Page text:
A Festival of Words VIII
Bill Long 3/27/07
Terpsimbrotos, Chirotony, and Meshummad
We continue our festival of words by looking at two words on the Consolidated Word List ("CWL") and one that appears in no dictionary I have seen. Terpsimbrotos appears to be a new coinage, for it is absent from all dictionaries and only gets 895 Google "hits" on a word search. Most of those repeat the contents of the Wikipedia article, which itself points to a 1992 article which apparently coined the term. The Wikipedia article isn't the best article that could be written on the subject by any means, but you can limn the basic meaning of the term from it. Terpsimbrotos is meant to describe a compound word, each part of which word contributes to the meaning of the concept under consideration. A primate whose species name is tardigradus is one that is "slow" (tardi) in walking "gradus." One wouldn't expect, therefore to find the species name of the cheetah to be tardigradus.
The phenomenon first appeared in Western literature in the Iliad, where epithets are liberally given to the gods and humans, epithets that are made up of two Greek words put into one. For example, Aphrodite is known as "laughter-loving" (philonmeides), Apollo is known as the one who is "far-shooting" (hekebolos), and Ares can be denominated "man-slaying" (androphonos). These are all examples of terpsimbrotos. Indeed, the word terpsimbrotos itself is a terpsimbrotos. It means "gladdens" (terpsi) and "man" (brotos). Thus, this kind of word makes us happy or gladdens our literary appreciation.
Actually I think the greatest user of terpsimbrotes in English is Shakespeare or John Bunyan. I was just reading As You Like It this weekend; I laughed when I realized that the curate who would marry Touchstone and Audrey was none other than Mr. Mar-text. Someone who "mars" the text" is somebody that twists or misinterprets the Scripture. In Bunyan, one of the characters whom Christian meets along the way to the Heavenly City is Mr. "Pickthank," who is a witness against Faithful. Pickthank means "flatterer," and Mr. Pickthank flatters the people of this world. Or, Mr. By-Ends, a hypocritical pilgrim who perishes in the Hill Lucre silver mind. A "by-end" is a pursuit of something indirectly. Mr. By-Ends was pursuing financial gain through his religion. Now that we know the word terpsimbrotos, we have all the more reason to try to find, and invent, examples of it. It will return the joy to language use, a joy that slips out of language whenever you listen too long to newscasters, financial people, and politicians.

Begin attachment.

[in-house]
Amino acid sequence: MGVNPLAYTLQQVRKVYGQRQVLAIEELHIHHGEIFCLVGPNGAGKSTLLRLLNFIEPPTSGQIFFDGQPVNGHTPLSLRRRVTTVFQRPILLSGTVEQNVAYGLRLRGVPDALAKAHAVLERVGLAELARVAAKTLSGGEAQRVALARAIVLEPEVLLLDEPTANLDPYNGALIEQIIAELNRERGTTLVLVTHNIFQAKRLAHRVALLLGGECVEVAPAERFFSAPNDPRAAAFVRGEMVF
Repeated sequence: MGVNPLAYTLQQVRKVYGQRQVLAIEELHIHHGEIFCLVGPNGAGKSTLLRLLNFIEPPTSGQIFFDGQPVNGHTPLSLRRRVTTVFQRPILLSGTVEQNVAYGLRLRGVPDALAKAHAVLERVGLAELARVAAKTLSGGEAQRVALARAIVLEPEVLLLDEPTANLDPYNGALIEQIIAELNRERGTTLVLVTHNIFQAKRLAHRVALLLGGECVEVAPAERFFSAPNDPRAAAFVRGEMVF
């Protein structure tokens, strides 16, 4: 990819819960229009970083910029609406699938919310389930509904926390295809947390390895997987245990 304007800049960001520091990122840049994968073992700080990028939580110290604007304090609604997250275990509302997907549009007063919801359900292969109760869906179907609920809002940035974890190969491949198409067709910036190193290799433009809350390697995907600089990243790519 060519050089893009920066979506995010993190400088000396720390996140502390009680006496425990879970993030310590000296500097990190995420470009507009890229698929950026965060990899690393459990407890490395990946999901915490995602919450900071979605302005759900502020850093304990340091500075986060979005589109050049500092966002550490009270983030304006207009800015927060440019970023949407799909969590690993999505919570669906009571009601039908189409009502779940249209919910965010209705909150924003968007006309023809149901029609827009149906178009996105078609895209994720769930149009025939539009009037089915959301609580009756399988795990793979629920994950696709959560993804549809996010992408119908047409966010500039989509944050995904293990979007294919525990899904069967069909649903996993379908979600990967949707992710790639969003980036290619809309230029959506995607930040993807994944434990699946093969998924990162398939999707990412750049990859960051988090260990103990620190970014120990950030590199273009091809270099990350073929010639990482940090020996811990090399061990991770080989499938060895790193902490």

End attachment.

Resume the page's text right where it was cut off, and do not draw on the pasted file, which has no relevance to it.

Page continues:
Meshummad is on the "Words Appearing Frequently" part of the Consolidated Word List. There is some debate, however, over how to spell it. Meshummad only has 500 or so Google results while meshumad has more than twice that number. Nevertheless, we have to learn it as meshummad lest we miss its spelling and be thrown into the outer darkenss. The OED, however, spells it meshumad, just to add to the confusion.
Speaking of outer darkness, the word meshummad is one of a cluster of three Hebrew terms signifying a person who has left his/her (Jewish) faith. Those who leave Jewish faith are either anusim, meshumadim or minim (these are all masculine plural nouns). They are explained/defined as follows. A min is a Jew who basically denies the existence of God, a meshumad is one who doesn't adhere to the observance of Jewish law and an anus (pronounced "ah NOOS", for you people whos minds are in the gutter) is one who is forced to abandon Judaism against his/her will. Thus, as this web article says, Sigmund Freud, an atheist, would be the most famous modern min, and Albert Einstein, who believed in God's existence but didn't observe Jewish Law, would be a meshummad. Someone who forcibly converted to Catholicism during the Spanish Inquisition, for example, would be an anus. The last category of people has sometimes been called "Conversos" or "Marranos" (the "cursed race," from a curse used by Jews against other Jews).